Open House Festival

Royal Courts of Justice


G. E. Street, 1874

Strand, WC2A 2LL

Architect - G.E Street's masterpiece and one of Victorian London's great public buildings. 13 Century Gothic given a Victorian interpretation. Commissioned by Queen Victoria to build the home for Civil Justice for the United Kingdom.

Getting there


Temple, Holborn, Chancery Lane, Blackfriars, Embankment


Waterloo, Charing Cross, Blackfriars


11, 15, 26, 76, 341



Accessibility notes

Accessible Lift Access to first floor courtrooms.

What you can expect

On site Café for light refreshments. Seating available throughout the Building. Accessible Lifts are available for visitors to use.



Land was bought through slum clearance by the Crown in 1865. A competition for the Law Courts was held, from which no clear winner emerged. G E Street was appointed, with George Gilbert Scott, who soon resigned leaving Street as sole architect. Work began in 1874 and the building was opened in 1882 by Queen Victoria. Street had died the previous year, allegedly from the stress of the project. Further work on the building was completed by his son and Arthur Blomfield.

The overall aspect of the facade is of a 13th century Gothic townscape from a Book of Hours, a fantasy of turrets and towers, spires and pinnacles translated into Victorian reality. The entrance is beneath a giant arch at the end of the asymmetrical facade, with an arcaded bridge above. Inside, the litigant passes through an entrance lobby and the astonishing Great Hall, 230 ft long and 82 ft high. Street used 13th century Gothic forms – tall, stepped, lancet windows at the East End and sexpartite rib vaulting overhead.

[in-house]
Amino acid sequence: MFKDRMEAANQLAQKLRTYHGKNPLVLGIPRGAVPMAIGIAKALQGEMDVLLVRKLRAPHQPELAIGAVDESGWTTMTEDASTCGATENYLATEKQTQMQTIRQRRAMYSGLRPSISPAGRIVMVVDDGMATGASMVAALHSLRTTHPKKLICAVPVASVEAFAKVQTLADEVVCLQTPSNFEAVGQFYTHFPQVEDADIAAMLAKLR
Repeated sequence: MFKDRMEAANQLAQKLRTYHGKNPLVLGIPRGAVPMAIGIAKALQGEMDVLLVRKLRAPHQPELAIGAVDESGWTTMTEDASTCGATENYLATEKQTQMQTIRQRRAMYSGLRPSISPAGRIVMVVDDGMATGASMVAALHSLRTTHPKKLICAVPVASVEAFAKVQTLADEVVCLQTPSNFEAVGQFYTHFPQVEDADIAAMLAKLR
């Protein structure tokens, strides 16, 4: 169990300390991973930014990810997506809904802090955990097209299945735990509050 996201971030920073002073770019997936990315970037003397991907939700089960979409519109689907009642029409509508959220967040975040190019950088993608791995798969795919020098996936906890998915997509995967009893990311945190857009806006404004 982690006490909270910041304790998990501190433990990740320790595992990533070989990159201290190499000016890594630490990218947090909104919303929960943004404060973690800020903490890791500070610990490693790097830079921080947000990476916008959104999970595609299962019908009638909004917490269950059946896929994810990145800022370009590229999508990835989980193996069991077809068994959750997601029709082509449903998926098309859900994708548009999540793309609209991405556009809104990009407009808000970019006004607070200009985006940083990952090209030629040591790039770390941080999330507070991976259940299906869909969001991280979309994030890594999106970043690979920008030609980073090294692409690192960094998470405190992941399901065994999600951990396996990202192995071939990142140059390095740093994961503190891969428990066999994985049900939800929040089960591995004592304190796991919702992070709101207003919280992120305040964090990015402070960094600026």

The cathedral-like quality of the architecture, and the sheer scale, is awe-inspiring. The doorways have richly foliated stiff-leaf carved forms, the walls are decorated with diapering and the windows have geometric tracery. At each end are spiral stairs to the administrative parts of the building.

There is a monument to Street on the east side of the Great Hall, showing the architect seated above a frieze of artists and craftsmen.

Visitor Experience

Leaflets will be handed out for visitors to engage into a self guided tour of the building focusing on historical statues, paintings and particular parts of interest including the "Bear Garden" and the "Painted Room" .
Several courtrooms will run a series of "Mock Trials" for visitors to witness first hand the workings of a modern day courtroom.
A courtroom will display a selection of historical items for visitors to handle with staff on hand to explain their purposes.
Question and Answer sessions will be run from a courtroom for visitors to engage with staff including an overview of the unique role of the Courts "Tipstaff"
The cells area and prisoner transportation vans will be on display for customers to interact with.
The costume display area will be open to visitors showcasing the clothing worn by the High Court Judiciary.
Court staff will also put on a display of Judicial clothing within a courtroom and engage in robing sessions with the public.
A Kids Corner will be open with interactive sessions including a treasure hunt, art and puzzle sessions.
An exhibition of Banners, showcasing 100 years of woman in the Judiciary.
The on site Café will be open from 10am until 3pm. providing hot and cold refreshments.


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